Morning Musing: Micah 7:9

“Because I have sinned against him, I must endure the Lord’s fury until he champions my cause and establishes justice for me. He will bring me into the light; I will see his salvation.”‬‬ (CSB – Read the chapter)

Have you experienced the law of cause and effect? I suspect you have. You do one thing and something else happens. Cause. Effect. Sometimes this law works itself out quickly and obviously. Other times, though, the connection from one to the other is much more difficult to make. This is often because the path from a cause to its effect takes much longer to reveal itself. The challenge here is that when sin is a cause and its effect is delayed, we begin to think that it has no effect. But as Micah warns here, its effect will come.

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Digging in Deeper: Micah 7:6

“Surely a son considers his father a fool, a daughter opposes her mother, and a daughter-in-law is against her mother-in-law; a man’s enemies are the men of his own household.” (CSB – Read the chapter)

Every family has a worldview. It may be a jumbled mess, but every single family has a set of things that they believe together. Children raised in that house assume on that worldview until they are old enough to question it. At that point they may consciously own it, but they might also reject it. Eventually, families often expand by marriage. This introduces new worldviews into the mix. Hopefully the two or more worldviews are similar, but they may not be. The result of all this is often chaos and conflict. Why am I starting with this when it doesn’t at all seem to be Micah’s point? Because it was Jesus’ point a few hundred years later.

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Morning Musing: Micah 7:1

“How sad for me! For I am like one who — when the summer fruit has been gathered after the gleaning of the grape harvest — finds no grape cluster to eat, no early fig, which I crave.”‬‬ (CSB – Read the chapter)

If there’s any one word that is most often used to describe the Old Testament prophets, what do you think it would be? For me some words like judgmental and mean come to mind. That’s the kind of characterizations I often see them given in the culture at large. If there was a single word that was most used, though, it would be the word angry. That word is common. But is it right? Maybe not. Let’s talk about it.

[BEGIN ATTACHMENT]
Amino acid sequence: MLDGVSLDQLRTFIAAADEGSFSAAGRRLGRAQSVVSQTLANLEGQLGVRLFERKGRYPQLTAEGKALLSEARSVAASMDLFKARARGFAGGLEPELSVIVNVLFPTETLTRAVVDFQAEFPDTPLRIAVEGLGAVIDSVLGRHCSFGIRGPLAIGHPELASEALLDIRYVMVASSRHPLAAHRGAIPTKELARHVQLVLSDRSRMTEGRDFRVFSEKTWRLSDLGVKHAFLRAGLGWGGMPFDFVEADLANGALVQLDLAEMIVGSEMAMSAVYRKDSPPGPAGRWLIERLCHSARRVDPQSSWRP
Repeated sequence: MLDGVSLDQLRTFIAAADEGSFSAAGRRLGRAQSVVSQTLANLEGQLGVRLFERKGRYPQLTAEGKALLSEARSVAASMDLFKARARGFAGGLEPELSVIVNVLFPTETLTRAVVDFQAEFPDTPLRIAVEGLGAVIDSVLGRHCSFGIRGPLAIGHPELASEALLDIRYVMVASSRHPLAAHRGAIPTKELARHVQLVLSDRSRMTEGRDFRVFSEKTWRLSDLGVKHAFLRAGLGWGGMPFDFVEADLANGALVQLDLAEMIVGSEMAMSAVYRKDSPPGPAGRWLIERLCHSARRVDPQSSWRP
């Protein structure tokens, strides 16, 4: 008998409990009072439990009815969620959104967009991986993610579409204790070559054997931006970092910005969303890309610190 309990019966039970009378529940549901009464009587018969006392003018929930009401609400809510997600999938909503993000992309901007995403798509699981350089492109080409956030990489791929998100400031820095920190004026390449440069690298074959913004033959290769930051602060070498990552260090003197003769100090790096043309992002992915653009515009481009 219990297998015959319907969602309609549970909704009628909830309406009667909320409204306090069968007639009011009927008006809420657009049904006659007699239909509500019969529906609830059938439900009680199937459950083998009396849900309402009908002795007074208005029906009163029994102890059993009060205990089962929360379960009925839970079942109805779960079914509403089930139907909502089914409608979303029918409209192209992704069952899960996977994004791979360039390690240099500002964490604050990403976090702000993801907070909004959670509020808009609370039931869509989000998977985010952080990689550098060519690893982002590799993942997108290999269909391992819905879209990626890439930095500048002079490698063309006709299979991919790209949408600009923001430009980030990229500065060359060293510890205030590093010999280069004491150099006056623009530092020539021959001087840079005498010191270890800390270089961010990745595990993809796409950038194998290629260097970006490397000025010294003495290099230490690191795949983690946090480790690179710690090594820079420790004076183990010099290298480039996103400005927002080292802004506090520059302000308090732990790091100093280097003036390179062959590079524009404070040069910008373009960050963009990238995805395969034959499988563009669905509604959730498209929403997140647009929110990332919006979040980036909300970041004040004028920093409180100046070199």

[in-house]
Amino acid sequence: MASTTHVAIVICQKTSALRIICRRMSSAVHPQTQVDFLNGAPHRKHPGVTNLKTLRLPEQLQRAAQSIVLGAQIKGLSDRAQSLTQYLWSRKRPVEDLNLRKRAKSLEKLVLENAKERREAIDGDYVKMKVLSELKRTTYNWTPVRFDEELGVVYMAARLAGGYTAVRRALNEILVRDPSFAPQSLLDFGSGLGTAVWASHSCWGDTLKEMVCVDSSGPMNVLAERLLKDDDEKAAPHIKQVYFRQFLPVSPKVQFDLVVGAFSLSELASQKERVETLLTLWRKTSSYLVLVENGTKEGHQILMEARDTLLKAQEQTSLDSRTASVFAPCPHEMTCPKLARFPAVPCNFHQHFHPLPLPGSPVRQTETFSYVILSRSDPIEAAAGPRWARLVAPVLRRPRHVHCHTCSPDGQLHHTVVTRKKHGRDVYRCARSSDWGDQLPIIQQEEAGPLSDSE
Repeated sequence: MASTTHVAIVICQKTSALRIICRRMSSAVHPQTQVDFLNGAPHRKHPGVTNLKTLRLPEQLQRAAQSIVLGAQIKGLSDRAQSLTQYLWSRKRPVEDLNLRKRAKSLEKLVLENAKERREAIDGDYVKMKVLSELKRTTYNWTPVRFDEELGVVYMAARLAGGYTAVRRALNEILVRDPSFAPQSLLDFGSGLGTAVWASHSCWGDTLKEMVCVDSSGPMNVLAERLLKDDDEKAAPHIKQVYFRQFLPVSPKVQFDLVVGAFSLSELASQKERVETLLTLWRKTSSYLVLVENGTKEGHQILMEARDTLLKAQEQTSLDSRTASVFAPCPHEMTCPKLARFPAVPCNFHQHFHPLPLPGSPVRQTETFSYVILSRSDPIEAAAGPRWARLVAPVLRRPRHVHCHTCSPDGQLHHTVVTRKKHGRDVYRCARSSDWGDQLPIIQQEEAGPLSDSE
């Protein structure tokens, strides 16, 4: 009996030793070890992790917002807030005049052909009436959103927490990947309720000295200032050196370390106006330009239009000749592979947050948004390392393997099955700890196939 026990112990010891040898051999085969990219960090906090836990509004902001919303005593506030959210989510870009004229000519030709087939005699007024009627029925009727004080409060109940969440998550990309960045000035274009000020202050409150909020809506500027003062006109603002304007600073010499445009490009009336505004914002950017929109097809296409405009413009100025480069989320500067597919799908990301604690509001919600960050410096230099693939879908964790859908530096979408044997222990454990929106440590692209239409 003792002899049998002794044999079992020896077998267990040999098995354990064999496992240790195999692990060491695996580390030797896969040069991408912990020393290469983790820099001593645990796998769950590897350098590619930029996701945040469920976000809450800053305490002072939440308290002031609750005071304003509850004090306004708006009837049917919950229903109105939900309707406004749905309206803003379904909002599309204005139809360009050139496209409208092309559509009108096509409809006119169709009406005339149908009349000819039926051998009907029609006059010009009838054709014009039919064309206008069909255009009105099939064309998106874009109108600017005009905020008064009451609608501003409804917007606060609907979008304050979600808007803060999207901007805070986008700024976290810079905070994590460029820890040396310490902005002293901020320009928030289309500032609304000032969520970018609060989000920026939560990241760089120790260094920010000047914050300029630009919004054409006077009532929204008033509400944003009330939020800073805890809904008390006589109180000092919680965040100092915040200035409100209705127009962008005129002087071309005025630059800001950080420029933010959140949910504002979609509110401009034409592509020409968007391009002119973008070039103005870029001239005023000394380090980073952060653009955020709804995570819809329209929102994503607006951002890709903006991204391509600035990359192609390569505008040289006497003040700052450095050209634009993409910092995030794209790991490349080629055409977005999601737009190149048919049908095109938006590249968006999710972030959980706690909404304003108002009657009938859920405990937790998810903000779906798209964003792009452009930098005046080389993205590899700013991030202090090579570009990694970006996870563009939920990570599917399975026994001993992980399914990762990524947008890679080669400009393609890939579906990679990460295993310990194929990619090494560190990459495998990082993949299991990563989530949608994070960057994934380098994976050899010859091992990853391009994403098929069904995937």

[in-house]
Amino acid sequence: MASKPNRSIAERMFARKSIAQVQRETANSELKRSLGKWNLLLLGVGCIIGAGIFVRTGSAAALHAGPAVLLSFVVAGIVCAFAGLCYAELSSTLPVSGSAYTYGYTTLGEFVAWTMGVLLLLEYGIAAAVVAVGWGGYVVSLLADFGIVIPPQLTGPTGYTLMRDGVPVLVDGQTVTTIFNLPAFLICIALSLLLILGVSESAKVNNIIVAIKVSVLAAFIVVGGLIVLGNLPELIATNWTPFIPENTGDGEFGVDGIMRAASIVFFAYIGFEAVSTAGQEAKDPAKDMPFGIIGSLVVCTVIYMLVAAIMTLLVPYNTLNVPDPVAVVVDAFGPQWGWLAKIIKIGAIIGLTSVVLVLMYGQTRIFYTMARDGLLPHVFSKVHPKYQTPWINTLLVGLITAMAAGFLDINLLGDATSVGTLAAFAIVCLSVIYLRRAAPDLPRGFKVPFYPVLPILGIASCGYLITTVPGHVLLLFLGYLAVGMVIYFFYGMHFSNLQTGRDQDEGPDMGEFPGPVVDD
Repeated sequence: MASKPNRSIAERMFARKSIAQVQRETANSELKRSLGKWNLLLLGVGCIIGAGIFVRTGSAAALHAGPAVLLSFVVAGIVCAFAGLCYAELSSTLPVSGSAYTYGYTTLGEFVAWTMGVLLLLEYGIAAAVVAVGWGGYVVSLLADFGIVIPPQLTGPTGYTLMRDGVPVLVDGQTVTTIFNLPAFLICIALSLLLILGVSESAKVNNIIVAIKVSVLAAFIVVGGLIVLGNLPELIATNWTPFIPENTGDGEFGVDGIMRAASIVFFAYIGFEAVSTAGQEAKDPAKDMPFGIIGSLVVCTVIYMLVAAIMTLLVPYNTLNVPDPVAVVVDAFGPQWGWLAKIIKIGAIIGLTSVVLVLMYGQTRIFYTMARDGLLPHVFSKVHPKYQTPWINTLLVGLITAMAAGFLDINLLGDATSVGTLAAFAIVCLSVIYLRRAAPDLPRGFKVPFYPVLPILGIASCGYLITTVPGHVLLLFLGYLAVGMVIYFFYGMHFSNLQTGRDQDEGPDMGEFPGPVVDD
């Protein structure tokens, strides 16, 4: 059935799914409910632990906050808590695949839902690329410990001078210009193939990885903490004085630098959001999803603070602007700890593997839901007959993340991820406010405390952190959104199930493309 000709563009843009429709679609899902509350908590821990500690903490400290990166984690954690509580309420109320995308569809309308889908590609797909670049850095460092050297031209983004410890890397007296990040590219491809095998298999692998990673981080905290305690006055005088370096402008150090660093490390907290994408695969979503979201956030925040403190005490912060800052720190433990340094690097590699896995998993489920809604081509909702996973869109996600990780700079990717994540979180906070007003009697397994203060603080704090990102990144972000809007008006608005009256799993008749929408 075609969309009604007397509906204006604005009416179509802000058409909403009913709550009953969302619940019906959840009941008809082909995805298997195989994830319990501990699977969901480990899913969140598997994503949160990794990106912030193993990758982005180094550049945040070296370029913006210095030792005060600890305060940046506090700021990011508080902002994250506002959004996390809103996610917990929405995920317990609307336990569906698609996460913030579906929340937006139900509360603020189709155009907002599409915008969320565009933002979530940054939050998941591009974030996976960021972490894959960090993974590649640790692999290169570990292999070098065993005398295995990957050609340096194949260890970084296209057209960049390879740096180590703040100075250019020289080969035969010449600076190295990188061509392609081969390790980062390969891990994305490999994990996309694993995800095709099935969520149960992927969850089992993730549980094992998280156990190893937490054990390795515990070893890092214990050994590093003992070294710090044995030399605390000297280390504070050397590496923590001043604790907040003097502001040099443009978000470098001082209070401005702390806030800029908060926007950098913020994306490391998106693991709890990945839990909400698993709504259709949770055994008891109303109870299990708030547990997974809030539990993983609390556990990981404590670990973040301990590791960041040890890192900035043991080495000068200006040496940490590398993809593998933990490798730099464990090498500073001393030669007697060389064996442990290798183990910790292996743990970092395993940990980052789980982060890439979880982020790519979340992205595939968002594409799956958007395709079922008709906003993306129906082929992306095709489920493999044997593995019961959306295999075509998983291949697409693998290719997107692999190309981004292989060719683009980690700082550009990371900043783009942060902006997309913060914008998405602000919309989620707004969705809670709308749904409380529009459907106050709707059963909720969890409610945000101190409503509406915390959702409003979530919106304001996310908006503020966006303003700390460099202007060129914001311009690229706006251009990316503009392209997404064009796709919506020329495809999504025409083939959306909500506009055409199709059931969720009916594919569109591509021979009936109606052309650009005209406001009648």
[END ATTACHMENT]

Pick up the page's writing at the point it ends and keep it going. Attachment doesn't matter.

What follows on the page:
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Digging in Deeper: Micah 6:13

“As a result, I have begun to strike you severely, bringing desolation because of your sins.”‬‬ (CSB – Read the chapter)

When I was in college, I read a book that had a profound impact on my views on sin and grace. Of the two, it had the most transformative impact on my thinking about sin. It wasn’t simply that the ideas the author expressed were so profound (although they certainly were), it was that the way he presented them was so compelling. He used imagery that I can still call to mind in detail all these years later. The basic premise was this: Most of the way we think about sin ranges from silly to wrong, and if we don’t think about sin rightly, we won’t be able to understand just how amazing grace really is. I think what we see here in Micah helps to reinforce this important truth.

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Digging in Deeper: Micah 6:9

“The voice of the Lord calls out to the city (and it is wise to fear your name): ‘Pay attention to the rod and the one who ordained it.’”
— ‭‭Micah‬ ‭6:9‬‬ ( CSB- Read the chapter)

One of the basic assumptions humans have always made about the world is that there’s more to it than we can see with our eyes. The unique phenomenon of modern atheism aside, the general belief about the nature of the world that every human culture has held since there were thinking and reasoning humans walking around on the planet is that there is a spiritual world we cannot see and it has an impact on our daily lives. The exact understanding of the nature of that impact has varied rather widely, but the belief that we are foolish to ignore it has not. And while this largely manifests itself as various superstitions, what we see right here reminds us that it isn’t all superstition.

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